Queenstown is known as a winter-wonderland and an adrenalin-junkie’s paradise, but a family holiday any time of the year – even for a non-skiing, non-adrenalin-rushing mother – is the perfect way to bond with your kids.
And it turns out there’s more than enough to do in Queenstown with kids beyond the bungee jump!
Queenstown with Kids – Beyond the Bungee
It started on a rainy morning with our budget carrier, Jetstar, which proved true to its reputation as they assigned our four-year-old to a seat on his own at the front of the plane, while the rest of us were seated down the back, even though we had pre-booked our seats.
We managed to shuffle seats with fellow passengers so we were all together and then had to ask for a toddler-extension seatbelt for our one-year-old just before take-off. Without asking, they probably would have let us fly without her buckled in.
Apart from our cheap flight, Queenstown is definitely not for the budget family traveler, but in the word’s of our four year old: “It’s a dream come true,” and well worth the splurge.
Home Fires Burning
The trip from the airport takes around 10 minutes to the centre of town and for around $10 more than a crowded shuttle, you can take a Queenstown or Alpine taxi straight to your hotel.
On arrival at our two-bedroom Lakeview suite at Peppers Beacon, perfectly situated near the town and opposite the spectacular Lake Wakatipu, we were greeted with an open fire and freshly baked bread – the perfect antidote to a Jetstar flight.
On the kid’s beds were chocolates, colouring-in books, stickers and crayons to keep them occupied while we set ourselves up in the beautiful, spacious suite before we headed up the breathtaking Skyline luge to set the scene.
Walter Peak High Country Farm and TSS Earnslaw
The next day we walked across the road to the wharf and hopped aboard a 100-year-old vintage steamship, the iconic TSS Earnslaw. This ‘lady of the lake’ (or ‘Puffing Billie’ as our son called her) is a must-do activity. Our four-year-old was enthralled by the men shoveling coal into red-hot furnaces and took many trips over the viewing platforms staring at the mechanisms in use.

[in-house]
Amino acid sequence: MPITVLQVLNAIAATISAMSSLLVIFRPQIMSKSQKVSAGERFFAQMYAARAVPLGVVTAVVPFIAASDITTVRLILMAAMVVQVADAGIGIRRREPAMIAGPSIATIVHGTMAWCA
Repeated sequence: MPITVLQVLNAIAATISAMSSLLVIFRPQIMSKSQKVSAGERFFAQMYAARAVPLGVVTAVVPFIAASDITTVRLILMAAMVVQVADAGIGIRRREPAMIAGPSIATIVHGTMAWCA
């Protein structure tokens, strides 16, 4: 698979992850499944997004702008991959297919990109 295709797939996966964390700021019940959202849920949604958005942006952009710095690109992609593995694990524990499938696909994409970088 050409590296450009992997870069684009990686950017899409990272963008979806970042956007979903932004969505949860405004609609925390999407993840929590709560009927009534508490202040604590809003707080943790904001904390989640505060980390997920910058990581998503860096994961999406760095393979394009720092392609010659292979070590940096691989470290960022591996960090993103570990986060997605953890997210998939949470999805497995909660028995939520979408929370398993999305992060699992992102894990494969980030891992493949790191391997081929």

The trip across the water to the Walter Peak High Country Farm takes around 30 minutes and is accompanied by a piano player with bandaids on every fingertip, belting out classics such as ‘Edelweiss’, ‘Roll out the Barrell’ and even a nostalgic ‘Waltzing Matilda’ — it’s rude not to join in singing, even with the most tone-deaf voice. On the way back, she dedicated some old-fashioned children’s tunes to the many little eyes watching her encased fingertips work their magic on the piano.
While at the High Country Farm, you’ll be treated to pikelets with whipped cream and jam, or delicious homemade scones, or an evening BBQ if visiting during the summer months. Then there’s a classic Kiwi sheep show to entertain. The kids got to hold a new lamb, just three days old, and it was good to see that all the sheep were calm and happy and obviously very well looked after and cared for.
A tour of the property, which has its own power generation onsite, featured feeding some of the many animals such as moose, llamas, cows and of course, the friendly sheep. A well-weathered local recounted stories of Southern prowess and superiority in an entertaining hour-long tour.
The day-trip was 3.5 hours all up, around $200 for a family of four, and a great way to start a Queenstown holiday.
There was no more delaying, we had to hit the slopes! Cardrona, Coronet Peak and the Remarkables provide the backdrop for this snow-loving community. We chose the mountain range the furthest from town to start with – Cardrona.
It’s the perfect place for all skill levels with its four chairlifts – more than any other South Island mountain. It enjoys deep snow cover, wide-ranging terrain and friendly ski instructors to make even the most novice skier feel welcome.
It’s worth remembering that picking up ski gear is a lengthy process so don’t expect to run in and out of the shop – they need to measure up and ours took about 45 minutes. Once we had all the gear, we had to stop for a few minutes while a group of tourists decided the middle of the road would be a good place to take a photo – a cattle stop of sorts!
The drive up is pretty good, for a Kiwi ski mountain – rails on the side of the roads (important for a scaredy-mum like me!) and mostly sealed roads. Our 4WD from Hertz was an essential rental investment – especially when we drove past many cars waiting for their chains to be put around their tyres – thankfully we didn’t have to figure out how to do that!
When at the slopes, it’s a good idea for someone to be dropped at the top with the kids and gear and the other parent go back and park, otherwise, like us, you’ll be struggling in the slippery snow or will have to hop on the back of the shuttle – an open-back sheep truck.
You know you’re in New Zealand when expensive cars in the parking lot have sentiments like ‘Monty is an arse elbow’ written in the dirt across the side!